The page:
Wednesday, January 4, 2012
It's pretty safe to say that in a few weeks when the days turn from cold to dreary we will all need a little something to brighten up our spirits. For this important task, I almost always turn to citrus. Whether it's a sweet clementine from the bowl on my table or a lemony chicken soup simmering away on the stove, the lightness of citrus always seems to do the trick. Despite the fact that there is a hole in this cake (See video below. Really, do it.), it is one of my go to winter recipes. It's zippy and tangy and I love that it uses the grapefruit and lemon zest, juice and flesh. The bits of whole fruit bake into pockets that dot the crumb with unexpected surprises that are just tart enough balance out the thick coating of sweet, zesty glaze and don't be tempted to skimp on the glaze. It's my favorite part.
For the Cake
adapted from Dozen Flours
yield, 1 bundt
2 meyer lemons
3c all purpose flour
1/2t baking soda
3c caster sugar (superfine)
1c butter, softened, European style if you can swing it
6 eggs, room temperature
1c sour cream, room temperature
For the Glaze
2 meyer lemons
2-2 1/2c confectioner's sugar, sifted
tiny pinch salt, really tiny, a few grains tiny
Preheat your oven to 325º and flour and butter a 16c tube or bundt pan very thoroughly. I used an "angel food cake" pan.
1. Put the sugar into a medium sized bowl and zest the grapefruit and lemons directly into the sugar. Use your fingers to evenly distribute the zest throughout the sugar.
2. Supreme the grapefruit and lemon by cutting the tops and bottoms of both fruits. Then with a very sharp knife, cut the white pith away from the outside of the fruit. Over a bowl, carefully cut the wedges of fruit away from the membrane letting the fruit and juices fall into the bowl. Remove any loose seeds that have fallen in and gently break up the fruit into 1/2'' sized pieces. If that didn't make any sense, here is a photo tutorial on how to supreme any citrus fruit. Once you get the hang of it, it's super easy.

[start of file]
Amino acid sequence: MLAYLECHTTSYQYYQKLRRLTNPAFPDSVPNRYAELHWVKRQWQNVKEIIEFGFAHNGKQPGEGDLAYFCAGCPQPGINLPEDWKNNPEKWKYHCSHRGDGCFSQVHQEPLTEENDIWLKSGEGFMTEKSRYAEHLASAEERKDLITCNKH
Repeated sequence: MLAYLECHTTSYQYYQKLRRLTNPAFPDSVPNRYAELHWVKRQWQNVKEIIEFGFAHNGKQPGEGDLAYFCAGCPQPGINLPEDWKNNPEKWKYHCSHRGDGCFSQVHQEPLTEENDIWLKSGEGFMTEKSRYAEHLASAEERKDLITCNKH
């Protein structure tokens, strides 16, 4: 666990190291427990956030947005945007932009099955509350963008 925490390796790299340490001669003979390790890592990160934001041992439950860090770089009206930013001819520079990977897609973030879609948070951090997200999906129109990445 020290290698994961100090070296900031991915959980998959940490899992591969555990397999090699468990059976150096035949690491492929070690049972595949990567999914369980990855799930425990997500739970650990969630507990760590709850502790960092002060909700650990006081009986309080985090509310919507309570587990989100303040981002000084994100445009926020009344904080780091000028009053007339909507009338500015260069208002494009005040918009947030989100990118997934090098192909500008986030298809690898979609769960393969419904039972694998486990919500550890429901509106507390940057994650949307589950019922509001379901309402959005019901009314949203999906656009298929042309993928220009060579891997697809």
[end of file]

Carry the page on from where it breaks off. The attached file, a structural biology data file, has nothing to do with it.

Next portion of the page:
3. Sift together the flour, baking soda and salt. Set aside.
4. In the bowl of a stand mixer or with an electric beater mix the butter on medium speed for about 2 min. Add half of the sugar/zest mixture and mix for 2 minutes then add the remaining sugar and mix for 4 min, making sure to scrape down the bowl periodically.
5. Add the eggs one at a time, mixing for about 30sec before adding the next egg.
6. On low speed, add in the flour mixture then the sour cream. Remove the bowl from the mixer and gently fold in the fruit segments and juices. Gently spoon the batter into the pan and tap lightly to remove any large air bubbles.
7. Bake the cake until a cake tester inserted in the center comes out clean, about 1 1/2hrs. Let the cake cool in the pan for 20min, then very carefully unmold it onto a rack to cool.
Make the Glaze
Zest and juice the lemons into a bowl then whisk in 2c of confectioner's sugar and tiny pinch of salt. If the glaze looks very thin, add the rest of the sugar, if it looks to thick add a few more drops of lemon juice or even water. You want it to be thick, but pourable.
When the cake has mostly cooled use a skewer to poke a few holes in the top. Drizzle on 1/2 of the glaze and let it set for about an hour, then pour on the rest of the glaze. Alternately, you can let the first layer of glaze sit overnight before adding the rest.
Store leftovers at room temp in an airtight container.
- I can't even think about bundt cake without thinking of that early 2000's gem of a film, My Big Fat Greek Wedding. If you've seen it, you know what I am taking about here. If you haven't, here is a link to a truly terrible quality YouTube video so you can be in on the joke too. Just a little baking humor from me to you on this chilly Thursday.
- Make sure all of your ingredients are room temperature, it really is the key to good pound cake
- I've also make this cake with 4 lemons in place of the meyer lemon and grapefruit combo and it is superbly tart and tasty
- You can also bake this batter into 2 loaves, check them after about 45min for doneness.
- Don't make this cake on the day when you've cut your fingernails too short. Not that I would know or anything, ouchies...